4. The secure guy. I always dated or was into "funny" (i.e., insecure) writer types. But I wound up marrying a dude dude who was in a band when I met him, went days without showering, and had a side gig as a nanny. Total departure from the usual guys I wound up dating, because he was super secure. And it was hot! P.S. My husband showers now.

5. The younger guy. My husband was 22 when I met him. I was 39. It took me four years to finally trust that, yes, he really wanted to be with me. And no, there wasn't anything wrong with him. We've been married 28 years now.

6. The ex-felon. My husband is an ex-felon. I had spent years in LTRs and dating men I considered "accomplished" and driven -- focused on getting far in their respective fields. When I met my future husband, he quickly shared some facts about his life that gave me serious pause: He was not a college graduate, and most importantly -- he had spent three years in prison for dealing drugs (pot and pills) and was on probation. He didn't drive (DWI on top of it all). I appreciated his honesty on our first date -- but I was freaked out. Who was this guy? And how could I have such instantly strong feelings about someone so different from me -- who had made so many bad decisions in his life? As we got to know each other better, I realized why. He was an amazing human being -- with a kindness and warmth I hadn't met in many individuals. You just liked him -- immediately -- and it wasn't just me. He was charismatic and sweet. He was exceptionally intelligent and well-read although he did not go to college. He was open-minded and just. And he is an amazing father to our daughter.

7. The short guy. While I'm only 5 feet, 4 1/2 inches, I typically dated men who were at least six feet if not taller. My family is tall so maybe that's why. My husband was my lifelong British pen-pal. Our respective schools set us up, and in an odd streak, while they almost always set up girls with girls in other countries, somehow Gareth and I were matched together. We stayed in touch from 1984 through 2002, when we first met. I never knew, NEVER, until right before he came out to the States on holiday, that he was only 5 feet, 4 inches. This was despite exchanging photos. It never occurred to me to ask his height, even though we had grown closer over the years to the point where we knew there was something there. When the subject of height came up, it didn't faze me at all, it was just something we'd mentioned in passing, whereas in earlier relationships, I never would have considered dating someone my height. I think, by the time I'd met Gareth, I'd grown up enough to realize that there were more important things than height. In October of 2014, we will celebrate our 11th wedding anniversary. We have a beautiful 8-year-old daughter together. I was meant to grow old with and even deeper in love with this man.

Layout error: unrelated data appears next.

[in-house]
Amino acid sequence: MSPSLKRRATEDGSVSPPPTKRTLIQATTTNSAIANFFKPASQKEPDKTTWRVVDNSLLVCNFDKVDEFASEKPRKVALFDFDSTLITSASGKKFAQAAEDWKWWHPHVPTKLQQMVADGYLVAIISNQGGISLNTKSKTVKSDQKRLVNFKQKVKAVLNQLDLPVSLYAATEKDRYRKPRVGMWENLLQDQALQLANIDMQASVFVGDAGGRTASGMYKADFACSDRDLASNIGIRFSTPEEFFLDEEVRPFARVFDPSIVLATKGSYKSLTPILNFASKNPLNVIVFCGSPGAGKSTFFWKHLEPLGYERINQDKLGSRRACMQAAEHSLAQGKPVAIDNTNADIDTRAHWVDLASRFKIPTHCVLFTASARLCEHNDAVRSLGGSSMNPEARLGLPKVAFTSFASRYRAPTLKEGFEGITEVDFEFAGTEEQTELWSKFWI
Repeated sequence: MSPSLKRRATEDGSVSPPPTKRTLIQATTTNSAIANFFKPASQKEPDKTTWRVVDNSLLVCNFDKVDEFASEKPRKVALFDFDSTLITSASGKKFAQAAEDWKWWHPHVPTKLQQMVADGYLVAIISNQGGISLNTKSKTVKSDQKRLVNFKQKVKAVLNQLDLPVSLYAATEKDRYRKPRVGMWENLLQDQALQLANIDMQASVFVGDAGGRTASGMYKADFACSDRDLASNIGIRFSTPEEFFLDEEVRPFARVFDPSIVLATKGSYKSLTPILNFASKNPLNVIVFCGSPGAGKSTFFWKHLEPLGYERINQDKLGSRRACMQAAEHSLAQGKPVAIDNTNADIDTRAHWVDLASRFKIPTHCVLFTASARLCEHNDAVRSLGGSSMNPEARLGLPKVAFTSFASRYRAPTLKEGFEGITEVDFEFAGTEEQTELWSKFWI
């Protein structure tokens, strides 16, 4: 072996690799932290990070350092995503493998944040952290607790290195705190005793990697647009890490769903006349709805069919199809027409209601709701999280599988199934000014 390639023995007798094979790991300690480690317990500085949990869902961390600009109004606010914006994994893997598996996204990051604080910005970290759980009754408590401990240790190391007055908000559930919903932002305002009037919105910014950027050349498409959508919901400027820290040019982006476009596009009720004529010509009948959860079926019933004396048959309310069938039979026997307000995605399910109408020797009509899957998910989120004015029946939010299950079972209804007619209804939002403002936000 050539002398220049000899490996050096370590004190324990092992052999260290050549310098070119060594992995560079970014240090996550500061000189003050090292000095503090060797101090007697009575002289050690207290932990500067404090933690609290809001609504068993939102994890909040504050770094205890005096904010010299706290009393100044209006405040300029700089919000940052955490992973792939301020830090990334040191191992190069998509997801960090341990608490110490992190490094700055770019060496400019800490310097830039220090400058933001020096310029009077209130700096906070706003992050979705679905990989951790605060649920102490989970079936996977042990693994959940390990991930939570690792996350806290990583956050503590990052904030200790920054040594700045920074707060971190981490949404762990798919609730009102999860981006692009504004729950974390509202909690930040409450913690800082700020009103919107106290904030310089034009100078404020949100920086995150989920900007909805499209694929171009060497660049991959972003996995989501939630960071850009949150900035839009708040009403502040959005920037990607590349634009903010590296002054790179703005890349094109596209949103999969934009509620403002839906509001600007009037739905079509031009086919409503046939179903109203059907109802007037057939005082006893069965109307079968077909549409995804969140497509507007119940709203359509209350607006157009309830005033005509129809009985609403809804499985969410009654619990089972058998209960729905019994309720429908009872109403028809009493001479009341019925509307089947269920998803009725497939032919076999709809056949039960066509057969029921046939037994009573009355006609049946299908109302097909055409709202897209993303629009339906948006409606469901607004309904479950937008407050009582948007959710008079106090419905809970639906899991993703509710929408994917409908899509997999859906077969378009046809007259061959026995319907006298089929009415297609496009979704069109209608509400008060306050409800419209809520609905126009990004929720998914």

Did you end up with a guy who wasn't your "type"?